Don't pray for patience!

Most of us recognize patience is a virtue, but many of us forget just how patience is learned - through tribulation!  It takes a little bit of the "troubling of the waters" of our lives to teach us the lessons of patience.  So, when you pray for patience, you are actually praying to have the waters stirred!  Chew on that one a few minutes - it might just change the course of your prayers! We have those moments when the thing we are expressing is the furthest from what we might label as the virtue of patience.  Learning how to respond in patience is what some call conforming your conduct to some moral or ethical principle.  I call it the divine work of the Holy Spirit in us in an area where he did not previously exist or have access!

Patience is better than strength.  Controlling your temper is better than capturing a city.  (Proverbs 16:32 NCV)

Most of us pray for strength and patience in the same breath, don't we?  Yet, patience is better than strength. Strength might give us the stamina to accomplish the task, but patience gives us the emotional fortitude to actual endure till the end.  Fortitude is the combination of the mental and emotional strength we will need to face difficulty with courage.  I think patient people are very courageous - when faced with adversity, danger, and even temptation, their response is one of waiting on the Lord to lead them through the tough spot they are in.  If you haven't stopped to consider this, it might do you well to know waiting is part of patience and waiting requires a whole lot of courage at times!

There are times when it is hard to be patient - especially when we don't understand the other person's perspective.  If you have ever found yourself waiting in line behind someone who is trying to dig for their pennies at the bottom of their purse, or perhaps want the cashier to go through the tall stack of coupons they have, you probably have been faced with a little bit of this thing called "impatience".  Yet, if you stop for just a moment, taking in the possibilities of the other person's perspective, you might change how you are responding in that moment.  The one digging for coin in the depths of the purse may be on their last few cents, trying hard to get together just enough to make it through till payday.  The one cashing in on the coupon deals may need to save those dollars because it is the way they help bless others with what they are able to buy "extra" when they coupon.  Putting ourselves in the shoes of another often changes our perspective of the situation - and it changes our perspective of the wait!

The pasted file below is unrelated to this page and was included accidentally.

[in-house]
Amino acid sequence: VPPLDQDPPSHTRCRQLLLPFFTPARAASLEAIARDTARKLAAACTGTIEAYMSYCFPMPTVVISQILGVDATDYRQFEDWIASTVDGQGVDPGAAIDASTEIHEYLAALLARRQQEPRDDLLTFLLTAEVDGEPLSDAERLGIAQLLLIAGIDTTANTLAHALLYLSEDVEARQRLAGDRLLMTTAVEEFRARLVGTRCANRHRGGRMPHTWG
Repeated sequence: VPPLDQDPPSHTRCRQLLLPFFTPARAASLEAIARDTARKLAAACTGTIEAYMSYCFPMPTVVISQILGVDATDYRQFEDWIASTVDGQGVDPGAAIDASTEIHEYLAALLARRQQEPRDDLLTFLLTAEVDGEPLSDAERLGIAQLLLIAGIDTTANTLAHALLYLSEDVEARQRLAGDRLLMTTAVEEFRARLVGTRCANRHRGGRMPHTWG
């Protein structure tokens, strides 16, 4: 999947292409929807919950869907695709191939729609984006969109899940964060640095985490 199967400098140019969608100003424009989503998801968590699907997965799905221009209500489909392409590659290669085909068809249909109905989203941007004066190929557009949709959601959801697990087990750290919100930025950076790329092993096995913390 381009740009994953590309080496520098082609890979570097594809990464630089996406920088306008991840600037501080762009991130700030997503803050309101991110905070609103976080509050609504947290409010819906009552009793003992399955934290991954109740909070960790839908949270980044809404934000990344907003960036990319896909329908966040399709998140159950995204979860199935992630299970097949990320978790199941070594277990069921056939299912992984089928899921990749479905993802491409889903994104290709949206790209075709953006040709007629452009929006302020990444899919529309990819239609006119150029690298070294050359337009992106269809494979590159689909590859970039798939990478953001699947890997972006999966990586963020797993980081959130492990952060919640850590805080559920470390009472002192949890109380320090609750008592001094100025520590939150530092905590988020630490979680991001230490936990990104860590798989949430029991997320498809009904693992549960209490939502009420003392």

A warrior sees the battle ahead - narrowing their sights on the nearest target and then taking it on with all the ability they have.  A leader of warriors sees the battle from a different perspective - they consider the strategy of the battle.  I think patience requires us moving from just doing battle, to learning the strategies of the battle.  The warrior might know how to take the city - the leader knows when the timing is right, the conditions are in your favor, and the importance of waiting for both!  It is true - I can make pretty quick decisions and take pretty prompt actions - but are they always the best?  In case you don't know the answer - it is "no".  Sometimes we avoid the "best" for the pursuit of the "quickest".  Guess what?  As long as we are always going for the quickest, we will never learn the lessons of patience.